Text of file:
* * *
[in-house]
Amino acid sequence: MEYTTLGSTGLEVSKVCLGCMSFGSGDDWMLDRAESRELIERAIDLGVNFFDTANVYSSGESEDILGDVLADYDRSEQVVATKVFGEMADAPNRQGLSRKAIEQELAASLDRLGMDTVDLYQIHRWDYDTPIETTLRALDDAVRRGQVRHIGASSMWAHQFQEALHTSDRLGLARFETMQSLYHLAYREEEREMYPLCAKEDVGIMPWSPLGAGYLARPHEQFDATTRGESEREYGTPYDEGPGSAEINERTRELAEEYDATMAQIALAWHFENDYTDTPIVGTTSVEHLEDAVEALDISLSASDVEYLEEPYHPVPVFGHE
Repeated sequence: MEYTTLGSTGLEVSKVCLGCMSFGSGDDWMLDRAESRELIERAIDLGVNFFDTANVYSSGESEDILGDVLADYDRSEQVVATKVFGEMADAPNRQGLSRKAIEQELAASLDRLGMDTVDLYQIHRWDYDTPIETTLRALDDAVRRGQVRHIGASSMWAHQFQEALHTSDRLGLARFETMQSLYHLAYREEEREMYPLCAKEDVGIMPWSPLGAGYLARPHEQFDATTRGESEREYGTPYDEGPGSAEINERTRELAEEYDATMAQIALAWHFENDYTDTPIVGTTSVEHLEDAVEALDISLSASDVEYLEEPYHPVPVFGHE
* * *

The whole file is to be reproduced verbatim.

[in-house]
Amino acid sequence: MEYTTLGSTGLEVSKVCLGCMSFGSGDDWMLDRAESRELIERAIDLGVNFFDTANVYSSGESEDILGDVLADYDRSEQVVATKVFGEMADAPNRQGLSRKAIEQELAASLDRLGMDTVDLYQIHRWDYDTPIETTLRALDDAVRRGQVRHIGASSMWAHQFQEALHTSDRLGLARFETMQSLYHLAYREEEREMYPLCAKEDVGIMPWSPLGAGYLARPHEQFDATTRGESEREYGTPYDEGPGSAEINERTRELAEEYDATMAQIALAWHFENDYTDTPIVGTTSVEHLEDAVEALDISLSASDVEYLEEPYHPVPVFGHE
Repeated sequence: MEYTTLGSTGLEVSKVCLGCMSFGSGDDWMLDRAESRELIERAIDLGVNFFDTANVYSSGESEDILGDVLADYDRSEQVVATKVFGEMADAPNRQGLSRKAIEQELAASLDRLGMDTVDLYQIHRWDYDTPIETTLRALDDAVRRGQVRHIGASSMWAHQFQEALHTSDRLGLARFETMQSLYHLAYREEEREMYPLCAKEDVGIMPWSPLGAGYLARPHEQFDATTRGESEREYGTPYDEGPGSAEINERTRELAEEYDATMAQIALAWHFENDYTDTPIVGTTSVEHLEDAVEALDISLSASDVEYLEEPYHPVPVFGHE